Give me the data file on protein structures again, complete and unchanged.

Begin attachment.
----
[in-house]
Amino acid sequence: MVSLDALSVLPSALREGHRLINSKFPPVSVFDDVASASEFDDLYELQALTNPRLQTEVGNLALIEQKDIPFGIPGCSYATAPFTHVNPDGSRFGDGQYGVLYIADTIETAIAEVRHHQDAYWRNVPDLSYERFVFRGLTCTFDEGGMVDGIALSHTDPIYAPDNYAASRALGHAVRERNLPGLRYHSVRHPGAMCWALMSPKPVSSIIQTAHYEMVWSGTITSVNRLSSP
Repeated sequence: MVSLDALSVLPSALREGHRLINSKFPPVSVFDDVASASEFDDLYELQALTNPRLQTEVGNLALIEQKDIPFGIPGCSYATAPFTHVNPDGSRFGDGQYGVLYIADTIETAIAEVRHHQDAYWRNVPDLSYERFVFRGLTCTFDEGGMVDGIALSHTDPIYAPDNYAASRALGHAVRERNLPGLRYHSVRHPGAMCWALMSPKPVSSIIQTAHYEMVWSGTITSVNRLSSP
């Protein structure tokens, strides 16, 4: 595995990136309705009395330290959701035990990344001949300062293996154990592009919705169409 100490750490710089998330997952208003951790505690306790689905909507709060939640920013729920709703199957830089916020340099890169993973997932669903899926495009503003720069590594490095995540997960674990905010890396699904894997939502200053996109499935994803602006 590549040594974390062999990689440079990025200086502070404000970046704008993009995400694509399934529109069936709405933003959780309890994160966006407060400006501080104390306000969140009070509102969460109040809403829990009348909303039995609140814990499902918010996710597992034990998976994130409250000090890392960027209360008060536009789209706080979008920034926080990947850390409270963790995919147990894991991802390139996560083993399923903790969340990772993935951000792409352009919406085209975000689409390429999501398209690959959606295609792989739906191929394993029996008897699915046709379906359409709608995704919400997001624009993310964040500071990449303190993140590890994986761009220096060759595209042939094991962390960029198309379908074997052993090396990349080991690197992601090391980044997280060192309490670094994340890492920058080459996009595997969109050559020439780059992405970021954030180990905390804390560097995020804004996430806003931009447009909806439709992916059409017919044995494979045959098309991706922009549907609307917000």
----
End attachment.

[in-house]
Amino acid sequence: MVSLDALSVLPSALREGHRLINSKFPPVSVFDDVASASEFDDLYELQALTNPRLQTEVGNLALIEQKDIPFGIPGCSYATAPFTHVNPDGSRFGDGQYGVLYIADTIETAIAEVRHHQDAYWRNVPDLSYERFVFRGLTCTFDEGGMVDGIALSHTDPIYAPDNYAASRALGHAVRERNLPGLRYHSVRHPGAMCWALMSPKPVSSIIQTAHYEMVWSGTITSVNRLSSP
Repeated sequence: MVSLDALSVLPSALREGHRLINSKFPPVSVFDDVASASEFDDLYELQALTNPRLQTEVGNLALIEQKDIPFGIPGCSYATAPFTHVNPDGSRFGDGQYGVLYIADTIETAIAEVRHHQDAYWRNVPDLSYERFVFRGLTCTFDEGGMVDGIALSHTDPIYAPDNYAASRALGHAVRERNLPGLRYHSVRHPGAMCWALMSPKPVSSIIQTAHYEMVWSGTITSVNRLSSP
């Protein structure tokens, strides 16, 4: 595995990136309705009395330290959701035990990344001949300062293996154990592009919705169409 100490750490710089998330997952208003951790505690306790689905909507709060939640920013729920709703199957830089916020340099890169993973997932669903899926495009503003720069590594490095995540997960674990905010890396699904894997939502200053996109499935994803602006 590549040594974390062999990689440079990025200086502070404000970046704008993009995400694509399934529109069936709405933003959780309890994160966006407060400006501080104390306000969140009070509102969460109040809403829990009348909303039995609140814990499902918010996710597992034990998976994130409250000090890392960027209360008060536009789209706080979008920034926080990947850390409270963790995919147990894991991802390139996560083993399923903790969340990772993935951000792409352009919406085209975000689409390429999501398209690959959606295609792989739906191929394993029996008897699915046709379906359409709608995704919400997001624009993310964040500071990449303190993140590890994986761009220096060759595209042939094991962390960029198309379908074997052993090396990349080991690197992601090391980044997280060192309490670094994340890492920058080459996009595997969109050559020439780059992405970021954030180990905390804390560097995020804004996430806003931009447009909806439709992916059409017919044995494979045959098309991706922009549907609307917000």